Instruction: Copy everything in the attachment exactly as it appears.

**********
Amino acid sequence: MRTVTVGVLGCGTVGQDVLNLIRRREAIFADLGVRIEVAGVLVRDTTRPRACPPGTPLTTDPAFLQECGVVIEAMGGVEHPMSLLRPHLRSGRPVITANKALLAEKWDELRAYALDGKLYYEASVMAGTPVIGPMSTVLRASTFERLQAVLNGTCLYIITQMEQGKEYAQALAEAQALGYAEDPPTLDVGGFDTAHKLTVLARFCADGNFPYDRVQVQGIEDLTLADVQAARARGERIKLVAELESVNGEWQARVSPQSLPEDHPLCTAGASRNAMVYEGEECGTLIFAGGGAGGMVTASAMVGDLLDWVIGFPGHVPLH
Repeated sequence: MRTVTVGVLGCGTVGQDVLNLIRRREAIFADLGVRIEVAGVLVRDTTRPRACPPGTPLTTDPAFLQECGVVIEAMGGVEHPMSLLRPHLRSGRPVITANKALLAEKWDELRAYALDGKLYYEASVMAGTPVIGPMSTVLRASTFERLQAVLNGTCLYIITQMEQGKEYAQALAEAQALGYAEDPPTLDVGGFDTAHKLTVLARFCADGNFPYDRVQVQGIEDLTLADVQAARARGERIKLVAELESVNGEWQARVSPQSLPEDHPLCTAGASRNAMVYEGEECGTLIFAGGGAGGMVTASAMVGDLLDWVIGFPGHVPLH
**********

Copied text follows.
Amino acid sequence: MRTVTVGVLGCGTVGQDVLNLIRRREAIFADLGVRIEVAGVLVRDTTRPRACPPGTPLTTDPAFLQECGVVIEAMGGVEHPMSLLRPHLRSGRPVITANKALLAEKWDELRAYALDGKLYYEASVMAGTPVIGPMSTVLRASTFERLQAVLNGTCLYIITQMEQGKEYAQALAEAQALGYAEDPPTLDVGGFDTAHKLTVLARFCADGNFPYDRVQVQGIEDLTLADVQAARARGERIKLVAELESVNGEWQARVSPQSLPEDHPLCTAGASRNAMVYEGEECGTLIFAGGGAGGMVTASAMVGDLLDWVIGFPGHVPLH
Repeated sequence: MRTVTVGVLGCGTVGQDVLNLIRRREAIFADLGVRIEVAGVLVRDTTRPRACPPGTPLTTDPAFLQECGVVIEAMGGVEHPMSLLRPHLRSGRPVITANKALLAEKWDELRAYALDGKLYYEASVMAGTPVIGPMSTVLRASTFERLQAVLNGTCLYIITQMEQGKEYAQALAEAQALGYAEDPPTLDVGGFDTAHKLTVLARFCADGNFPYDRVQVQGIEDLTLADVQAARARGERIKLVAELESVNGEWQARVSPQSLPEDHPLCTAGASRNAMVYEGEECGTLIFAGGGAGGMVTASAMVGDLLDWVIGFPGHVPLH